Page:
The Weekly 2000 AD Prog #2216: For A Fistful Of Credits, It’s High Noon For Dredd!
by Richard Bruton
The Weekly 2000 AD, giving you a weekly glimpse inside the thrill-powered pages of the UK’s finest sci-fi comic. No matter how bad it might be out in the real world, 2000 AD keeps delivering the thrills…
Another good Prog of tales, deep into four stories and with the final part of the Dredd four-parter ‘Desperadlands’. So we get to enjoy Durham Red’s continued fight to get out of jail alive, see Sláine do his Sláine thing and go ooooh at Leonardo Manco’s artwork, get deeper into the workings of a strange war in Proteus Vex, and watch Hershey get more and more brutal as the weeks go by.
2000 AD Prog 2215 is out on Wednesday 27th January, you can find it in all good newsagents, comic shops and digital stores. Support your comic shops, they’re still there, you can still give them your cash and right now they really need it.
JUDGE DREDD: DESPERADLANDS – PART 4 – FINAL PART – Mike Carroll, William Simpson, letters by Annie Parkhouse
Just like any good Western (and make no mistake, this one is a good Western), we get to the finale for a showdown. Dredd on one side with Meekins, and Syan Hegedos on the other in a good, old-fashioned stand-off.
It’s also about family, those you’re born into and the Justice Department that becomes your family at age five, whether you want it or not. Dredd, Meekins, Hegedos, and Cadet Odessa somewhere caught in the middle, needing to make a choice.
Carroll’s confidence in doing these short pieces is wonderful to see, revisiting an old storyline five years on and using that to set up a simple Wild-West bit of Dredd fun yet also taking the time to establish that the Meekins-Sygados-Odessa storyline is one that he could well be setting up for more in the future. And getting Will Simpson’s artwork back in the Prog was a sheer delight, an artist whose style has shifted and shifted over the years to this looser, raw-looking version of his fully painted work, something that I can’t wait to see detailing the streets of MC-1 sometime soon.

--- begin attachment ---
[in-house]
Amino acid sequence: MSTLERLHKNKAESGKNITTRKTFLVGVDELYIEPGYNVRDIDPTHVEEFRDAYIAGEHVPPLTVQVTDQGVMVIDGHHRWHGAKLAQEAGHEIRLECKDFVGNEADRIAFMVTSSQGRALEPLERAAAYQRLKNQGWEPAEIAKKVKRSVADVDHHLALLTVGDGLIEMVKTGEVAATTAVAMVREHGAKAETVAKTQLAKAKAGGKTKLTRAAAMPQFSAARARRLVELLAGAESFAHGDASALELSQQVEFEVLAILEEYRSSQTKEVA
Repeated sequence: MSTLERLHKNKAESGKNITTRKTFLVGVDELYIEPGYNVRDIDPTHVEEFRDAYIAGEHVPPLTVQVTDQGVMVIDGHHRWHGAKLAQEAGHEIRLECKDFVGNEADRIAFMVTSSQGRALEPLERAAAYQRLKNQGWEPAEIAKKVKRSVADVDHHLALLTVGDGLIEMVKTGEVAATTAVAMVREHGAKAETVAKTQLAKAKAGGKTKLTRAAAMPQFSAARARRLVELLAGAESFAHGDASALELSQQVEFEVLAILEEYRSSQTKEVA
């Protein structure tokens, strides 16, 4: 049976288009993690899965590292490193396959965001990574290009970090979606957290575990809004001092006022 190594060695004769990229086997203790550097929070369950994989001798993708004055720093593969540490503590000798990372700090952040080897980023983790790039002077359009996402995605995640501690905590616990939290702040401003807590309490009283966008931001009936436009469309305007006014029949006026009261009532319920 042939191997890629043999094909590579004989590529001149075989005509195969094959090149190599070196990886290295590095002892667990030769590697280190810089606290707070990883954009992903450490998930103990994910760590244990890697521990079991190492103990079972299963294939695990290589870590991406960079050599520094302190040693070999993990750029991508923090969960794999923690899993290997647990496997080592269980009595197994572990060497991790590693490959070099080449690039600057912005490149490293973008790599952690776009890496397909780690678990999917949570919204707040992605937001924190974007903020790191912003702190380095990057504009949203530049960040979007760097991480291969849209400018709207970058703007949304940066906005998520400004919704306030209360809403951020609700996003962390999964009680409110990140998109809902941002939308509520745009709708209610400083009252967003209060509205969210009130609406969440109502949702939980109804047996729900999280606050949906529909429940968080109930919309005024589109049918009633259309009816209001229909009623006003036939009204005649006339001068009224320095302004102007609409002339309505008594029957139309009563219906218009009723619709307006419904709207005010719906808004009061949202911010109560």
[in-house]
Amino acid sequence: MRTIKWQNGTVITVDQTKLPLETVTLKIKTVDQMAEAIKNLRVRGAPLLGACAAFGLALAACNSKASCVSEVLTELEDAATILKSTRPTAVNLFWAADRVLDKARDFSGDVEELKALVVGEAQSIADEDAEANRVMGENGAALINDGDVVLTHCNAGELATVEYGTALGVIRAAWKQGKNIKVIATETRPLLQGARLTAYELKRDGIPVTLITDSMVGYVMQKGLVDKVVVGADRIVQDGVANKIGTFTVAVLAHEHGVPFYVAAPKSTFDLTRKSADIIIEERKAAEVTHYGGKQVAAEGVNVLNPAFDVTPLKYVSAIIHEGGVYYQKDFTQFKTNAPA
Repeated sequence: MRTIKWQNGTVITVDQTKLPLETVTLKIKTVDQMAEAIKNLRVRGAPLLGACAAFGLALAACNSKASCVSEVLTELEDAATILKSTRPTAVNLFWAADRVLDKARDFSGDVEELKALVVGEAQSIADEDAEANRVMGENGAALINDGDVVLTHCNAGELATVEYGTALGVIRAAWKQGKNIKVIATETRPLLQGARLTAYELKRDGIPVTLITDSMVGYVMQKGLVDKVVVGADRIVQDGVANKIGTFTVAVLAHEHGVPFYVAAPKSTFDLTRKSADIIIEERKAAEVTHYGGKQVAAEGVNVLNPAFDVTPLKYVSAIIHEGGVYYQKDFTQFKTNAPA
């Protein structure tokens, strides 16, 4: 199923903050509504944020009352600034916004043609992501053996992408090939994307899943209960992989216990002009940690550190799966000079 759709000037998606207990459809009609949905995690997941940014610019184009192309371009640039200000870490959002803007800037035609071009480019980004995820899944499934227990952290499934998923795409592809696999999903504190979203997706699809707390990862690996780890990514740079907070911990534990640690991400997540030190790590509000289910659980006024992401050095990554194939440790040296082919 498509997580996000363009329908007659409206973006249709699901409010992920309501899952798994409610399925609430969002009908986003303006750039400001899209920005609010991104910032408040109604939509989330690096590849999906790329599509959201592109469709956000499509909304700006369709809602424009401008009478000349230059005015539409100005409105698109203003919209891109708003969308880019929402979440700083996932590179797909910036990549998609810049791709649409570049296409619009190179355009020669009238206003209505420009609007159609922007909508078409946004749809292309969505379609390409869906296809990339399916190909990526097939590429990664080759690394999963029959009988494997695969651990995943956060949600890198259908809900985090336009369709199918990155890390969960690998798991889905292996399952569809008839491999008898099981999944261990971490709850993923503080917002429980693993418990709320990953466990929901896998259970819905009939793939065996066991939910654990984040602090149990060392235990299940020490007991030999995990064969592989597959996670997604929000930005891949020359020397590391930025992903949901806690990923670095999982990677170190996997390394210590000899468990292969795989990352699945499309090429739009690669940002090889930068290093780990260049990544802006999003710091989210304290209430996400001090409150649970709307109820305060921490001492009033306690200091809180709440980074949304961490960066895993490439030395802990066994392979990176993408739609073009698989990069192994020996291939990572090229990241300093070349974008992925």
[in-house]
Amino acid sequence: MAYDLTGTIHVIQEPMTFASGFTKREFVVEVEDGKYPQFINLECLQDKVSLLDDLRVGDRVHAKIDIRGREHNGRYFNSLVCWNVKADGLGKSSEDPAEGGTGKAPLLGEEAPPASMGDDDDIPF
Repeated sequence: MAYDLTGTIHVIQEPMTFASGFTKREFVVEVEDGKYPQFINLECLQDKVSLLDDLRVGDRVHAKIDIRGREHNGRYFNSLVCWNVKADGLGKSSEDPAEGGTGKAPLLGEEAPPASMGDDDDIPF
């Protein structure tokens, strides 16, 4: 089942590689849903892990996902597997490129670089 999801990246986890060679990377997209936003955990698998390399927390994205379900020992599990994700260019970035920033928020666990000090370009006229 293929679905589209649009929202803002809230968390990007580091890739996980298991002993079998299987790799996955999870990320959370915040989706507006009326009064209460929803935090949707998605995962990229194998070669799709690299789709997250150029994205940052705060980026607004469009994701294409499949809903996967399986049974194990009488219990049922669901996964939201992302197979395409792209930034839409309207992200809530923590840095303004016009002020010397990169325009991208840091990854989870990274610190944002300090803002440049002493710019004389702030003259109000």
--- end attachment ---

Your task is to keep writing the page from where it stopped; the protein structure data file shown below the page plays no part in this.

Still not sure why the red and white stripey socks though, that’s just weird.
DURHAM RED: SERVED COLD – PART 5 – Alec Worley, Ben Willsher, letters by Jim Campbell
Yep, this one’s just a neatly done Vamp caught in jail in the middle of nowhere under siege from some big bad guy who wants Durham Red for something no doubt dangerous.
Take it as that and it’s been five episodes of Four episodes in and this one really is just going to be one of those strips that just does a simple thing and gets it done very well, Worley telling an economical tale and Willsher doing that crisp, tight art of his that works very well. He even manages to get his favourite bit of orange in along the way.
PROTEUS VEX: THE SHADOW CHANCELLOR – PART 5 – Michael Carroll, Jake Lynch, colours by Jim Boswell, letters by Simon Bowland
With one of their impossible to pin down enemies, one of The Silent, recovered from Midnight Indicating Shame – and by recovered we mean she threw him up – the Imperium agents are having a bit of a debrief, a bit of a chat, with Vex going off on one of his little vague memory moments again.
Thing is, when you have an enemy that’s proved near impossible to capture thus far, is it really such a smart idea to wake the captive Silent up before securing it?